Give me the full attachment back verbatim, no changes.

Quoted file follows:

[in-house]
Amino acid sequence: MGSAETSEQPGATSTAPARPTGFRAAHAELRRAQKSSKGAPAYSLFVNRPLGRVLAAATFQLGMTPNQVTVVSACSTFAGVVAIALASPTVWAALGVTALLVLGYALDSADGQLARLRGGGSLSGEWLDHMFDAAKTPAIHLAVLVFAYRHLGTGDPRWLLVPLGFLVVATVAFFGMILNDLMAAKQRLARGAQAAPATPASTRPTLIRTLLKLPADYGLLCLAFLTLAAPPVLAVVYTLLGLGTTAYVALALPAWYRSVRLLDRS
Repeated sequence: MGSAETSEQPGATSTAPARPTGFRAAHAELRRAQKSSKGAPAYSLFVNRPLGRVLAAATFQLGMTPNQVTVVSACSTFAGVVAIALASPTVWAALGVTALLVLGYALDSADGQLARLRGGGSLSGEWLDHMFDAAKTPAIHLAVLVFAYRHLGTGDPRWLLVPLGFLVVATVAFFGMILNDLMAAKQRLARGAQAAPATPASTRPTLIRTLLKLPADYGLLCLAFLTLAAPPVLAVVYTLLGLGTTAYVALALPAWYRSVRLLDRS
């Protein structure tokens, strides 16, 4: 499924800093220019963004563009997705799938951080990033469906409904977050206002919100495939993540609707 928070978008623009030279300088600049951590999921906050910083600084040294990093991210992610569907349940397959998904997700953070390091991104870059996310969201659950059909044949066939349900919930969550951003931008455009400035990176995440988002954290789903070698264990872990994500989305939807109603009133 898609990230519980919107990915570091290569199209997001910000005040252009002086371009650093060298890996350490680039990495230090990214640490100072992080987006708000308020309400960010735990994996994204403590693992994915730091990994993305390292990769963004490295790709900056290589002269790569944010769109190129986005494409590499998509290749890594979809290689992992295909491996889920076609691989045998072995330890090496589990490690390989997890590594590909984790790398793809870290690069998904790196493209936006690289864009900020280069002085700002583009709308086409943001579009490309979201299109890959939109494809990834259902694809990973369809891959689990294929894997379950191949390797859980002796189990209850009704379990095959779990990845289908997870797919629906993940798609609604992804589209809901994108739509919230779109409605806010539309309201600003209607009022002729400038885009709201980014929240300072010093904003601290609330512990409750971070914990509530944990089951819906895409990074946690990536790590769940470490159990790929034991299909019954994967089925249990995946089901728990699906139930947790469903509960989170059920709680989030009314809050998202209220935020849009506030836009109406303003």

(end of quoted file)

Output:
[in-house]
Amino acid sequence: MGSAETSEQPGATSTAPARPTGFRAAHAELRRAQKSSKGAPAYSLFVNRPLGRVLAAATFQLGMTPNQVTVVSACSTFAGVVAIALASPTVWAALGVTALLVLGYALDSADGQLARLRGGGSLSGEWLDHMFDAAKTPAIHLAVLVFAYRHLGTGDPRWLLVPLGFLVVATVAFFGMILNDLMAAKQRLARGAQAAPATPASTRPTLIRTLLKLPADYGLLCLAFLTLAAPPVLAVVYTLLGLGTTAYVALALPAWYRSVRLLDRS
Repeated sequence: MGSAETSEQPGATSTAPARPTGFRAAHAELRRAQKSSKGAPAYSLFVNRPLGRVLAAATFQLGMTPNQVTVVSACSTFAGVVAIALASPTVWAALGVTALLVLGYALDSADGQLARLRGGGSLSGEWLDHMFDAAKTPAIHLAVLVFAYRHLGTGDPRWLLVPLGFLVVATVAFFGMILNDLMAAKQRLARGAQAAPATPASTRPTLIRTLLKLPADYGLLCLAFLTLAAPPVLAVVYTLLGLGTTAYVALALPAWYRSVRLLDRS
């Protein structure tokens, strides 16, 4: 499924800093220019963004563009997705799938951080990033469906409904977050206002919100495939993540609707 928070978008623009030279300088600049951590999921906050910083600084040294990093991210992610569907349940397959998904997700953070390091991104870059996310969201659950059909044949066939349900919930969550951003931008455009400035990176995440988002954290789903070698264990872990994500989305939807109603009133 898609990230519980919107990915570091290569199209997001910000005040252009002086371009650093060298890996350490680039990495230090990214640490100072992080987006708000308020309400960010735990994996994204403590693992994915730091990994993305390292990769963004490295790709900056290589002269790569944010769109190129986005494409590499998509290749890594979809290689992992295909491996889920076609691989045998072995330890090496589990490690390989997890590594590909984790790398793809870290690069998904790196493209936006690289864009900020280069002085700002583009709308086409943001579009490309979201299109890959939109494809990834259902694809990973369809891959689990294929894997379950191949390797859980002796189990209850009704379990095959779990990845289908997870797919629906993940798609609604992804589209809901994108739509919230779109409605806010539309309201600003209607009022002729400038885009709201980014929240300072010093904003601290609330512990409750971070914990509530944990089951819906895409990074946690990536790590769940470490159990790929034991299909019954994967089925249990995946089901728990699906139930947790469903509960989170059920709680989030009314809050998202209220935020849009506030836009109406303003």